And I thought South Africa
worked me hard!
As soon as I landed in Fukuoka
(Kyushu Island, Western Japan), I was warmly welcomed by Miguel Yasuyuki
Hirota (author of Alternative Economy ... http://www3.plala.or.jp/mig/econ-uk.html),
and immediately began to experience the generosity and hospitality
that Japan is noted for all over the world.
And there were those little
things that kept popping up, just so that I didn't forget where I
was. Like the taxi doors which would open and close automatically.
And the train seats which would swivel around to suit the direction
you wanted to view. And the heated toilet seats (it was winter) which
had so many controls in the 'arm rests' that it made you think you
were in an airplane cockpit. Unfortunately all labels were in Japanese.
And it took ages just to work out what you had to press for 'flush'.
But let me get down to my
LETS speaking agenda. I had arranged to stay in Japan for 9 days,
and my schedule was pretty full. Then as the days came around, more
meetings were slotted in, as more interest came in with regard to
So here's the end result
DAY 1 - Tuesday, November
FUKUOKA - I met with Sachico Kido, who's studying Community Currencies
at Fukuoka University, for her masters course. Basically a Q&A session
in a coffee shop.
DAY 2 - Wednesday, November
FUKUOKA - I was invited to have a traditional Japanese lunch with
Yukata Idemitsu, Chairman of IDEX (one of Kyushu Island's top 10 companies),
and Motoki Yamazaki, Chief Executive of the Finance Dept, City of
Fukuoka. We were joined by 5 other interested parties, who were all
keen to see how to introduce a Community Currency into the city of
Fukuoka. Another Q&A session.
FUKUOKA - I met with Miguel's
LETS group, Yoka Yoka. Ochishi Midori, who owns the premises, was
very hospitable, and took us for a quick tour around the city. She
is also a member of Yoka Yoka and has set up the shop (mostly recycled
goods) for sales in cash or community currency. This was my first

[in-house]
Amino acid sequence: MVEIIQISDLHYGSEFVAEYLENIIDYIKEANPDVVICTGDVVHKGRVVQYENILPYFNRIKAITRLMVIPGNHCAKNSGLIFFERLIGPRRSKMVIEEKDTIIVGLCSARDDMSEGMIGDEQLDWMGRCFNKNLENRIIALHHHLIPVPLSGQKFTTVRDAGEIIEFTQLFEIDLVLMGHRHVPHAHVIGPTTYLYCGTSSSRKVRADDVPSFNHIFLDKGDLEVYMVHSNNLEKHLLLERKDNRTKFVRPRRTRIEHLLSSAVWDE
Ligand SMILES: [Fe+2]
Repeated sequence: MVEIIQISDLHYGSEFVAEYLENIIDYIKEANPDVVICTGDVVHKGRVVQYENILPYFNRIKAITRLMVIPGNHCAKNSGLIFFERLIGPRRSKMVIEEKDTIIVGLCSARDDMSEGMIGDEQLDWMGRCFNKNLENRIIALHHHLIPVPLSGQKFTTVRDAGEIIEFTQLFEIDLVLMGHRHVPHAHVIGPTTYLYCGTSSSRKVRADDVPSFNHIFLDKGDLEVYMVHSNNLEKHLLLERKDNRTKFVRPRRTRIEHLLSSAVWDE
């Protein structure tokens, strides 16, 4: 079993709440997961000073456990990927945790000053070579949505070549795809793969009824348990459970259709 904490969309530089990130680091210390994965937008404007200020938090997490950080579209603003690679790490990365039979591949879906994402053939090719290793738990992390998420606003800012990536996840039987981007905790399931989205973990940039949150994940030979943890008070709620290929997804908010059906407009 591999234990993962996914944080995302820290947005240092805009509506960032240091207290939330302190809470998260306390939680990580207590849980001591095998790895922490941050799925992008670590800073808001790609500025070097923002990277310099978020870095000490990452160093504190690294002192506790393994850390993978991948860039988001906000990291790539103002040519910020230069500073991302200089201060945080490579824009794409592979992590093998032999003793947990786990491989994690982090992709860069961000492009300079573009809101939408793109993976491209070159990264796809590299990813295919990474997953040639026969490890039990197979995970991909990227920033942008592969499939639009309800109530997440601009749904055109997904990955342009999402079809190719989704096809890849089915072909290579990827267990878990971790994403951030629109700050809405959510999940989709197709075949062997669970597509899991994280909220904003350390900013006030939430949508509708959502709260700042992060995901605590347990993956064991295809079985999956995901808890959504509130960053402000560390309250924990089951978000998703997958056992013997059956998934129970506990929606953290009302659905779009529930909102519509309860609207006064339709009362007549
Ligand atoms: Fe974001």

opportunity to give my full 'LETS Favours' presentation to a substantial
group of LETS members. Tono Shuichi, founder and president of Yoka
Yoka sent me an email of appreciation later that night!
DAY 3 - Thursday, November
NAKATSU - Travelled alone to Nakatsu where I was met by Iwata-san
(my new host and interpreter). On arrival, we went straight to the
LETS office of Fuku (pronounced foo-koo and meaning happiness or benefit).
Even though I only spoke to a core group of 3 LETS members, Takita
Kazuhide, owner of the shop premises, became so motivated that he
translated my presentation into Japanese so he could forward it to
all of his LETS members. I was later treated to lunch by some of the
members � which was paid in part community currency!
BEPPU - Iwata-san wanted
me to also meet with a student at APU (Asia Pacific University - which
teaches classes in English). This student had chosen to compare LETS
Systems with Community Currencies for his university studies. They
must work those students even harder than me. I only had a minute
with him, and then he was gone.
DAY 4 - Friday, November
OITA - This was Iwata-san's hometown. And I met with Takuzo Ohsugi,
a researcher for Institute For Hypernetwork Society, at 11am. He was
interested in two projects. Firstly, for his work, he wanted to see
how he could set up a communications system to enable LETS groups
on Kyushu Island, to interact and inter-trade. Then, for his own personal
interest, he wanted to set up his own LETS group. Our meeting only
went for an hour, but he was so impressed with the information I had
to share, that he stayed with us for the rest of the day!
YUFUIN - Yufuin is a small
town of 12,000 pop'n, and became famous when a TV crew chose to include
them on a documentary featuring LETS groups and Community Currencies